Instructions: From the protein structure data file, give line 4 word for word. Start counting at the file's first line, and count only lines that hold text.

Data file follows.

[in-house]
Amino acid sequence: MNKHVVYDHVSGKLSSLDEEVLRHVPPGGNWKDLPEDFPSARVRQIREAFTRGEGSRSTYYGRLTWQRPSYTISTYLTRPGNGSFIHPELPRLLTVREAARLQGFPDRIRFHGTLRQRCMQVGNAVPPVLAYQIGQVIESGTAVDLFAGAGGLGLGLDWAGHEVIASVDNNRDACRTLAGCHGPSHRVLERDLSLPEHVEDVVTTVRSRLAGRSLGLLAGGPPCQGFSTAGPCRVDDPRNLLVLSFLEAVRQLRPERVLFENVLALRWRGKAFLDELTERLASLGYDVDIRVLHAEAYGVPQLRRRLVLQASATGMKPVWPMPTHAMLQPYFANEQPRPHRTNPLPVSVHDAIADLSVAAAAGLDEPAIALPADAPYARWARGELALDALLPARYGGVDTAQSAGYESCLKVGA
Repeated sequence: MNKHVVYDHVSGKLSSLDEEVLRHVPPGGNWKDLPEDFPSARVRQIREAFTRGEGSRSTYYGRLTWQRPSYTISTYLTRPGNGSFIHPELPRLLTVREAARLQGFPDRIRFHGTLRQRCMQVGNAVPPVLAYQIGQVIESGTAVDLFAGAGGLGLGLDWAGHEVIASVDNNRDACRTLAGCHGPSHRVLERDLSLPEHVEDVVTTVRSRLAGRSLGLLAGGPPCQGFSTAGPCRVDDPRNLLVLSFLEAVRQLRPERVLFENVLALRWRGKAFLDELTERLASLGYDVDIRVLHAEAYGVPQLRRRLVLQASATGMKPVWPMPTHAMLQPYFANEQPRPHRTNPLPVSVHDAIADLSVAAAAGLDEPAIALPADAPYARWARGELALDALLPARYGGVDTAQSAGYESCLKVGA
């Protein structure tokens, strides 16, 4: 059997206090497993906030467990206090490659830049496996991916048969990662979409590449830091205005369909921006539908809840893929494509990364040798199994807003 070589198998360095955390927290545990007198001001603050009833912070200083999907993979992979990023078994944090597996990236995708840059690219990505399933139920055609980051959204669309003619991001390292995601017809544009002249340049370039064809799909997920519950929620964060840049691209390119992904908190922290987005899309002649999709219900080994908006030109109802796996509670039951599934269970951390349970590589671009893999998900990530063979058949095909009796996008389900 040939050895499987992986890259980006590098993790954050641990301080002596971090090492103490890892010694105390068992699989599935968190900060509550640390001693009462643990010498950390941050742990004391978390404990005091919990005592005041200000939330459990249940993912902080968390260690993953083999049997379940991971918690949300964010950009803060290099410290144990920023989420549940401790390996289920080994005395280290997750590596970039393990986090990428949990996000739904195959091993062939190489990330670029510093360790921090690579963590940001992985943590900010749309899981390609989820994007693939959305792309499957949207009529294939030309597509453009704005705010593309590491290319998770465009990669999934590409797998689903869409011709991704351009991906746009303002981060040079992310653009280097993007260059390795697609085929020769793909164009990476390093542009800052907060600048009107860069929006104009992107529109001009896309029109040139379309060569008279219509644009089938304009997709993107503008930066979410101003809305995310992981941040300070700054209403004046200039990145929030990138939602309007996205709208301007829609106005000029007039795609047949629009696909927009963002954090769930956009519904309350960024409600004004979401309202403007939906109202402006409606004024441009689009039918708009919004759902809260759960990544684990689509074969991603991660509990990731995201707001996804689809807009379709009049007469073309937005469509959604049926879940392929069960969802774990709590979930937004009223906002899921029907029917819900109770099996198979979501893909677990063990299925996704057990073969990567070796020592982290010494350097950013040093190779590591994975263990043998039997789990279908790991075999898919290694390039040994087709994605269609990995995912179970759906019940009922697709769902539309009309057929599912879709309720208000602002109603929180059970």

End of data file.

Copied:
């Protein structure tokens, strides 16, 4: 059997206090497993906030467990206090490659830049496996991916048969990662979409590449830091205005369909921006539908809840893929494509990364040798199994807003 070589198998360095955390927290545990007198001001603050009833912070200083999907993979992979990023078994944090597996990236995708840059690219990505399933139920055609980051959204669309003619991001390292995601017809544009002249340049370039064809799909997920519950929620964060840049691209390119992904908190922290987005899309002649999709219900080994908006030109109802796996509670039951599934269970951390349970590589671009893999998900990530063979058949095909009796996008389900 040939050895499987992986890259980006590098993790954050641990301080002596971090090492103490890892010694105390068992699989599935968190900060509550640390001693009462643990010498950390941050742990004391978390404990005091919990005592005041200000939330459990249940993912902080968390260690993953083999049997379940991971918690949300964010950009803060290099410290144990920023989420549940401790390996289920080994005395280290997750590596970039393990986090990428949990996000739904195959091993062939190489990330670029510093360790921090690579963590940001992985943590900010749309899981390609989820994007693939959305792309499957949207009529294939030309597509453009704005705010593309590491290319998770465009990669999934590409797998689903869409011709991704351009991906746009303002981060040079992310653009280097993007260059390795697609085929020769793909164009990476390093542009800052907060600048009107860069929006104009992107529109001009896309029109040139379309060569008279219509644009089938304009997709993107503008930066979410101003809305995310992981941040300070700054209403004046200039990145929030990138939602309007996205709208301007829609106005000029007039795609047949629009696909927009963002954090769930956009519904309350960024409600004004979401309202403007939906109202402006409606004024441009689009039918708009919004759902809260759960990544684990689509074969991603991660509990990731995201707001996804689809807009379709009049007469073309937005469509959604049926879940392929069960969802774990709590979930937004009223906002899921029907029917819900109770099996198979979501893909677990063990299925996704057990073969990567070796020592982290010494350097950013040093190779590591994975263990043998039997789990279908790991075999898919290694390039040994087709994605269609990995995912179970759906019940009922697709769902539309009309057929599912879709309720208000602002109603929180059970």